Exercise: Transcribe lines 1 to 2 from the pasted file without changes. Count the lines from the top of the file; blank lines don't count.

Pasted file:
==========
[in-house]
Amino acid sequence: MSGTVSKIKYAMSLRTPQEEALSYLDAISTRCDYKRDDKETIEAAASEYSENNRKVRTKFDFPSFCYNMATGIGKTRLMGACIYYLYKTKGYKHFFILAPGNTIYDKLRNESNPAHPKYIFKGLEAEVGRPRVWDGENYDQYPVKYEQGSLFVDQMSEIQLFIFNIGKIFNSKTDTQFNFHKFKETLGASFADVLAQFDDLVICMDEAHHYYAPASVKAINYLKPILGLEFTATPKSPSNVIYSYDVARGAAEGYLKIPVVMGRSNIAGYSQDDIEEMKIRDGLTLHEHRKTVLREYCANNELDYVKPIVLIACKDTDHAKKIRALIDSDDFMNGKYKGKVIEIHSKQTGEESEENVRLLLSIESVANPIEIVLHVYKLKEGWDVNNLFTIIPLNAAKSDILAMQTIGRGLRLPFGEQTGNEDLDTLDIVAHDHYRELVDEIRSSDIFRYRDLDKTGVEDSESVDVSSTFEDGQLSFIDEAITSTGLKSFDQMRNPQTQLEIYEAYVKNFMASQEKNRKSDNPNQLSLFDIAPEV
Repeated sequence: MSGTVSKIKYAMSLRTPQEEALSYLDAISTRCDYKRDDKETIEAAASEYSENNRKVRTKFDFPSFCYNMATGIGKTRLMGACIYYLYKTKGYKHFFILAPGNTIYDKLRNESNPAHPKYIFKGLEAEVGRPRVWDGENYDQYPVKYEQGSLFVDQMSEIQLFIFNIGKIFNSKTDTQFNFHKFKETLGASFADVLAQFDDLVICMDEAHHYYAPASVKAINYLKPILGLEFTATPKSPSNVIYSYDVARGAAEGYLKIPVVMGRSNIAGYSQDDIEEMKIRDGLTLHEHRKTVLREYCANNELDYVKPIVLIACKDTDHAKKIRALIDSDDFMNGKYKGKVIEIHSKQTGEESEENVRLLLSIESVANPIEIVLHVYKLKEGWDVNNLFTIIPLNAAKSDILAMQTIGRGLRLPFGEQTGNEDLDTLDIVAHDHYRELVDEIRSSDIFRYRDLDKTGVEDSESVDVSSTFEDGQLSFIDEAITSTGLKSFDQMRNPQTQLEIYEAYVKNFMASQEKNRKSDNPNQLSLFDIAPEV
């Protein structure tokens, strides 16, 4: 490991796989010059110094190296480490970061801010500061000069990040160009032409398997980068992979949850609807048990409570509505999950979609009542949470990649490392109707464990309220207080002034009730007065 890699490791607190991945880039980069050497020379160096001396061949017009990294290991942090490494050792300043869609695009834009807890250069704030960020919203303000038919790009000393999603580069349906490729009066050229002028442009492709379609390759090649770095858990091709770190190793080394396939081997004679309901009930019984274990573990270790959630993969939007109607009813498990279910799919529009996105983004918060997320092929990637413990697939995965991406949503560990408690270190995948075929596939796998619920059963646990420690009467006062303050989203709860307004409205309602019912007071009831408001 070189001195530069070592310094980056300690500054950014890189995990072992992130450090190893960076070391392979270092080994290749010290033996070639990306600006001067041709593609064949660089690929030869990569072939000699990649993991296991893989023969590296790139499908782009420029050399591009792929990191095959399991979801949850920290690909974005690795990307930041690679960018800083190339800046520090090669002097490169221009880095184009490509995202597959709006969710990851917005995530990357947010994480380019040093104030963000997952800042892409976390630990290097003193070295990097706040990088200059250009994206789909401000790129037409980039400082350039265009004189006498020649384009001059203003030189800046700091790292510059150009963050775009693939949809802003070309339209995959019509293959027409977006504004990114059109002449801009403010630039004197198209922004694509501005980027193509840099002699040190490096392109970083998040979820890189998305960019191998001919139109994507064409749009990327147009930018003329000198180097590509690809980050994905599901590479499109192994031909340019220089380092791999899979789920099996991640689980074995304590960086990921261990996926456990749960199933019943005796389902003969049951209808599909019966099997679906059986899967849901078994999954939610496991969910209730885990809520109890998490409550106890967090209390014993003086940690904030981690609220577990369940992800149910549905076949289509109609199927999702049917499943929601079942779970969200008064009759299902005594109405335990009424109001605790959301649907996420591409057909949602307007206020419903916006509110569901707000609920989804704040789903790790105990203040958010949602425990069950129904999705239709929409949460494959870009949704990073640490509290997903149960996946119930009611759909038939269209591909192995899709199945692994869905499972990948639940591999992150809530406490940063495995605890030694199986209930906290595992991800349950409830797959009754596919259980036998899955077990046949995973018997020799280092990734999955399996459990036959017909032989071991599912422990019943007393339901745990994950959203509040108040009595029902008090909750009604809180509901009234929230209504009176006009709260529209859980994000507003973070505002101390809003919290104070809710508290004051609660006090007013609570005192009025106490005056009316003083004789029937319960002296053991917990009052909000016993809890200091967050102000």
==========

[in-house]
Amino acid sequence: MSGTVSKIKYAMSLRTPQEEALSYLDAISTRCDYKRDDKETIEAAASEYSENNRKVRTKFDFPSFCYNMATGIGKTRLMGACIYYLYKTKGYKHFFILAPGNTIYDKLRNESNPAHPKYIFKGLEAEVGRPRVWDGENYDQYPVKYEQGSLFVDQMSEIQLFIFNIGKIFNSKTDTQFNFHKFKETLGASFADVLAQFDDLVICMDEAHHYYAPASVKAINYLKPILGLEFTATPKSPSNVIYSYDVARGAAEGYLKIPVVMGRSNIAGYSQDDIEEMKIRDGLTLHEHRKTVLREYCANNELDYVKPIVLIACKDTDHAKKIRALIDSDDFMNGKYKGKVIEIHSKQTGEESEENVRLLLSIESVANPIEIVLHVYKLKEGWDVNNLFTIIPLNAAKSDILAMQTIGRGLRLPFGEQTGNEDLDTLDIVAHDHYRELVDEIRSSDIFRYRDLDKTGVEDSESVDVSSTFEDGQLSFIDEAITSTGLKSFDQMRNPQTQLEIYEAYVKNFMASQEKNRKSDNPNQLSLFDIAPEV